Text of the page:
Look, to be honest, Hung Liu breathes the rarefied air of the almost perfect. She is the entire package: a brilliant painter who has the experience and intelligence to layer her paintings with historical depth and perspective. She has an encyclopedic understanding of her own truth, which allows her to re-examine herself and her complex history. That history is well-documented but bears repeating in the shorthand version here: Born in China on the eve of the Cultural Revolution, she trains in the social-realist style, is sent by Mao to re-education camps, emigrates to the States to continue her education, settles in California after university there, teaches at Mills College, becomes an internationally known painter. She is part of a widely dispersed flow of Asian artists (and those of other nationalities) who have left their homelands, and for whom the unsettling state of transnational identity — where home is a contested arena of ideologies, histories and geographies — is fertile soil.
Za Zhong: Bastard Painting aptly describes Hung Liu’s new iteration of her work. The Chinese roughly translates as a hybrid in which two things create another thing. In these works, she collaborates with a printmaker to combine printed material with paint, then captures both between layers of resin. The glossy, slick-surfaced resin bonds these layers together as a time-arrested shiny fossil. The results are beautiful yet disquieting. By embedding her work under the hard surface of resin, Hung Liu has distanced us from the visceral, dripping beauty of her paintings on canvas, which create a living, immediate dynamic between artist and audience.
As always, she imbues her work with a wealth of ideas that include histories — social, cultural, photographic, economic and personal — and questions of formality, such as: What various meanings do her painting styles carry? In these new works, she combines printed images of her own paintings with her actual painting, querying the veracity of the image and the artist’s hand. What are we to conclude from her juxtaposition of paint as represented by printmaking and paint representing the visual world? Though her paintings have always been self-consciously painterly, the paint has represented something else — personal experience, Chinese history, archival photographs — and not itself. Now the material itself has gained meaning and becomes a louder voice in the layered conversations of her paintings.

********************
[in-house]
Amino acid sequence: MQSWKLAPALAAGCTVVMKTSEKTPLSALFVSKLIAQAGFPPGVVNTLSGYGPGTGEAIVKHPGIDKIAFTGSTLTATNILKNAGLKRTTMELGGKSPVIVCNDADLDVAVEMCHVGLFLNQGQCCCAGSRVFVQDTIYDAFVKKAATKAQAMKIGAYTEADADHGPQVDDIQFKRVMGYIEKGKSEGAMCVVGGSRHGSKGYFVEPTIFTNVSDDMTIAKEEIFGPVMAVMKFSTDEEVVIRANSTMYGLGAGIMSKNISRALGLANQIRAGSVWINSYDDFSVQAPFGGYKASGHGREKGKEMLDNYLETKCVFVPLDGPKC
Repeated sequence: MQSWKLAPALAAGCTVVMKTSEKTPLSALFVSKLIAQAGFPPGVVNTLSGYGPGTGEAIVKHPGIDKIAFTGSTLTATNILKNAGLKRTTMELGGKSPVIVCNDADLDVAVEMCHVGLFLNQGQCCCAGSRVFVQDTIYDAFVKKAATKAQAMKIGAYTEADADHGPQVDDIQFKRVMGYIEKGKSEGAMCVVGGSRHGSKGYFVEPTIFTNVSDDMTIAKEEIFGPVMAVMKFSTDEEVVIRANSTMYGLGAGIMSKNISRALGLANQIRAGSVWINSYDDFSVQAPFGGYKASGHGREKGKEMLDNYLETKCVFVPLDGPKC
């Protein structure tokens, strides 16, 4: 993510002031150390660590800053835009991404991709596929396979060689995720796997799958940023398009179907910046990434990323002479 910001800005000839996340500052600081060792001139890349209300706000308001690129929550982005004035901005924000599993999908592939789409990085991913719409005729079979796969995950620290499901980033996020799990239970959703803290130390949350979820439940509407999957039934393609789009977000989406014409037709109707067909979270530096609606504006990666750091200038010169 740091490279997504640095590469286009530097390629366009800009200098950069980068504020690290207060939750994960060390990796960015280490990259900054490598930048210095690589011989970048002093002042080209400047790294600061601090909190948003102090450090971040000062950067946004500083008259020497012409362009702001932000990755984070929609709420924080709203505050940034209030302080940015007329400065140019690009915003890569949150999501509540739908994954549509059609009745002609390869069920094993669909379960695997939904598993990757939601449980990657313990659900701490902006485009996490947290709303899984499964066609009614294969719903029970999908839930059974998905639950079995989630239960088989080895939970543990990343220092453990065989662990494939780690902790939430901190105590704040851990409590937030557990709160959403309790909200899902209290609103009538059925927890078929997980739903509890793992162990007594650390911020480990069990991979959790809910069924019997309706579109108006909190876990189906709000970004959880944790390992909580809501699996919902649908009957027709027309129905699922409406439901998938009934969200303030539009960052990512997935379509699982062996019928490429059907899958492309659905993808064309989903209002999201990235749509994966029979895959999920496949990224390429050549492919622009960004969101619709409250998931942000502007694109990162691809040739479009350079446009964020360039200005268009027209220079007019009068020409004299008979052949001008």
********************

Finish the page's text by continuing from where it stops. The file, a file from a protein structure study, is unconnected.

In general, she bases her paintings on late-19th and early-20th-century Chinese photographs, some taken by foreign tourists and some taken by the Chinese. Often the photographs are of children or beautiful young prostitutes. These paintings also contain traditional Chinese blossom motifs and a repeated circle motif. The flowers often obscure the women’s faces yet seem to meld perfectly with them, as if to suggest the seamless distance between these reimaged photographs, China’s embittered history and the stories that surround these nameless women. The colors in “Spring Time Jazz,” like most of the colors in these new works, are intensely vivid jewel tones. The resin seems to magnify and intensify the colors while creating an impenetrable shield over the paintings. That is part of the point, to protect these women for whom life was unkind.
Though all of Hung Liu’s works are touched with sadness and the painful reality of women’s status in China, one of the most endearing, though not the most beautiful, is the portrait of Polly Bemis. As a child, Bemis was sold by her parents, smuggled into the States and sold again; she finally married a man with whom she helped settle Idaho. As in her other works, Hung Liu bases this painting on a photograph, but this time her subject is elderly and her history is not lost.